Is rainy weather a pain? Not in Namibia!

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[vc_row][vc_column][vc_column_text]Text and photographs Luise Hoffmann[/vc_column_text][/vc_column][/vc_row][vc_row][vc_column width=”1/2″][vc_column_text]

Since you probably came to Namibia to bask in the sun, the sight of a few clouds in the sky may make you nervous, and the prospect of grey days of pouring rain may dampen your spirits

[/vc_column_text][vc_column_text]B ut don’t be alarmed! Namibia is the most arid country south of the Sahara. The skies are cloudy for 100 days a year at most, in drought years even less. Rain showers are usually short and strong, the clouds soon dissipate and the sun shines again on a sparkling, refreshed countryside.

For Namibians rain is a constant theme of discussion throughout the rainy season, which lasts from about October to April. Wherever people meet, the first questions will be: Have you had any rain? How much did it rain? When do you think it will rain? Many people, not only farmers, have a rain gauge in their garden to keep track of the precious liquid.

As Nordic people have many different terms to denote the condition of snow, or as desert dwellers have many words for the state of sand, so Namibians have specific terms for the intensity of rain. If each drop leaves a separate mark in the dust, it is described as stofnat (dust wet), and when a sturdy shower obliterates animal and vehicle tracks, it is called spoordood (track dead). The scent of just a few drops of rain on the desiccated dusty land is incredibly wonderful and invigorating, causing humans as well as animals to jump for joy.

As the harbingers of rain, clouds therefore attract every Namibian’s attention. From October to April, as the day heats up, you will find them craning their necks towards the east or north-east for the slightest speck of cloud in the clear blue sky. Around 11:00 in the morning, a wisp of cloud may suddenly hover over a nearby mountain range. It may disappear, but before long a few more small clouds will come sailing along. Unless the wind turns or becomes too strong, the clouds will grow larger but will still be confined to the area above the mountain. By early afternoon, a tall sparkling mass of white clouds with grey underbellies may have accumulated and hopes will be raised.

But more often than not, the wind turns west and the clouds flatten and melt away, or are blown far towards the eastern horizon to offload their burden over some more fortunate area.

In the frequent years of drought, as the searing days drag on, people spend evenings sitting on the veranda or in some cooler spot in the yard, scanning the eastern sky for any sign of sheet lightning, indicating that at least there is still some hope for rain tomorrow or the next day.

White clouds sailing in the sky enhance landscape photography, and cloud shadows moving over the vast vistas of Namibia add depth and interest to the view. Indeed, Namibia’s spectacular sunsets would not be possible without clouds reflecting light and colours from various ang­les and distances. If you can drag yourself out of bed early enough, Namibian sunrises can be just as wonderful and the light du­ring the first two hours of sunshine is as valuable for photographers as the famous golden hour before sunset.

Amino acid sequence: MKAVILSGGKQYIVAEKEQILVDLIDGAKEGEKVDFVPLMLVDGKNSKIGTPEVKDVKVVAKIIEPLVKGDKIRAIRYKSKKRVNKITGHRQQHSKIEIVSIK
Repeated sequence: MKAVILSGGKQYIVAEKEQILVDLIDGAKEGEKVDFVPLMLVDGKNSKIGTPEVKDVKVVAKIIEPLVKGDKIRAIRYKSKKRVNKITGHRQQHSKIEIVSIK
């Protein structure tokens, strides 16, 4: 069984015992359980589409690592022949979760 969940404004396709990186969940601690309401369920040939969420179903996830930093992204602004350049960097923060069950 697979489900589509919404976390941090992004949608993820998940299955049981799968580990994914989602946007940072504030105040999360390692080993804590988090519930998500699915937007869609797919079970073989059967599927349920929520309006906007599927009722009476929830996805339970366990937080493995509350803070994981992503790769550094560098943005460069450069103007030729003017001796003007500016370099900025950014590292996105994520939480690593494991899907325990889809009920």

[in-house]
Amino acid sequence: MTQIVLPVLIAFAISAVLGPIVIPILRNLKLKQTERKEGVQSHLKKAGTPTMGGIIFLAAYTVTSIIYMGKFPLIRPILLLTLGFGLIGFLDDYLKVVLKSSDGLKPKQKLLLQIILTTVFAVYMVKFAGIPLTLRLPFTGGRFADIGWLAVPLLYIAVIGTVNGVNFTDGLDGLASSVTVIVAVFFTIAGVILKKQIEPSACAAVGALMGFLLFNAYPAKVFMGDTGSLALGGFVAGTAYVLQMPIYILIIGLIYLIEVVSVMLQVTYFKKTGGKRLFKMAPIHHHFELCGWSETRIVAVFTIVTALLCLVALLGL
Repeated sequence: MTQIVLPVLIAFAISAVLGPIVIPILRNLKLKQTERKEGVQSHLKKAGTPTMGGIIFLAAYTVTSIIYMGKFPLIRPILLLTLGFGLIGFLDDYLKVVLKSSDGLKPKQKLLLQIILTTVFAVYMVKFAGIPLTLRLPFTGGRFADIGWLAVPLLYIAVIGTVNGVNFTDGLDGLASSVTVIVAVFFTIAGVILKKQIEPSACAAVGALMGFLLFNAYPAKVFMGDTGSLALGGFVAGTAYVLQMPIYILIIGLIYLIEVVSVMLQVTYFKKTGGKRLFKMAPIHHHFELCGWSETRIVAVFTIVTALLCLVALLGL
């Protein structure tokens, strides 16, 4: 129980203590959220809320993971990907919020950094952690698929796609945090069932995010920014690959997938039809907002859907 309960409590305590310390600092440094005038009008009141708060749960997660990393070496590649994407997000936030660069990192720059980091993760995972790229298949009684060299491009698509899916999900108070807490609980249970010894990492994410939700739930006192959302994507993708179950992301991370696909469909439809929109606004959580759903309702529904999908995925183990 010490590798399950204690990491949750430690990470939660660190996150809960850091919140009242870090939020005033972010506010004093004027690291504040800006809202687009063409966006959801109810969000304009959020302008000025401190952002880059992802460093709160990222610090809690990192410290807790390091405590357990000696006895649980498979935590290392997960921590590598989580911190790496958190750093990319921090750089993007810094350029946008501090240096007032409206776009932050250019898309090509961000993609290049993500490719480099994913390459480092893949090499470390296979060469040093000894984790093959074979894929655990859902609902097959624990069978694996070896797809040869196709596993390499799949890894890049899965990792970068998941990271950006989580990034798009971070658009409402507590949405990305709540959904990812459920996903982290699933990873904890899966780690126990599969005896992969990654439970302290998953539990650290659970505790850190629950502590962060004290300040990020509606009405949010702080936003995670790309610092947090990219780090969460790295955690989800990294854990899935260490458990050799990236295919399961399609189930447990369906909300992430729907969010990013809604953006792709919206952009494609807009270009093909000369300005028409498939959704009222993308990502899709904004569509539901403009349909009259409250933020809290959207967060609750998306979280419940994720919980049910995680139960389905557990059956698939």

Namibia’s vast open skies provide excellent opportunities to watch storm clouds gathering, piling up into tall towers of glistening white with grey or dark-blue bellies. Soon the first thunderbolts flash and rumble. All of a sudden the sky is overcast, dark banks of cloud are blown across the plains and rain comes pouring down in grey streaks and curtains. Usually the downpour stops as abruptly as it started. The sun comes through and often a rainbow or even a double rainbow can be seen.

Water gathers in every small depression, forming little rivulets, the streams soon filling the many dry ri­ver courses with roiling brown mas­ses of water and debris. Such rivers may flood, even though the actual storm might have been far away.

Rain washes off dust and grime. Many plants have adapted to the arid climate by folding or curling up their leaves. After a shower, these leaves unfold or unfurl, and almost instantly the land looks much greener, with the cool fresh air energising birds, animals and people alike.

So do not despair – clouds over Namibia embody the prospect of a spectacular natural drama and our vast sky provides you with a ringside view.

This article was first published in the Flamingo April 2011 issue.[/vc_column_text][/vc_column][vc_column width=”1/2″]

After the rains dry river courses soon become roiling masses of brown water and debris
The resurrection plant, Myrothammus flabellifolius, unfurls its leaves soon after the rains
Chamaegigas intrepidus in a rock pool in the Erongo area
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Drought-tolerant ferns of the Cheilanthes genus, with a species of liverwort, genus Riccia, in the foreground

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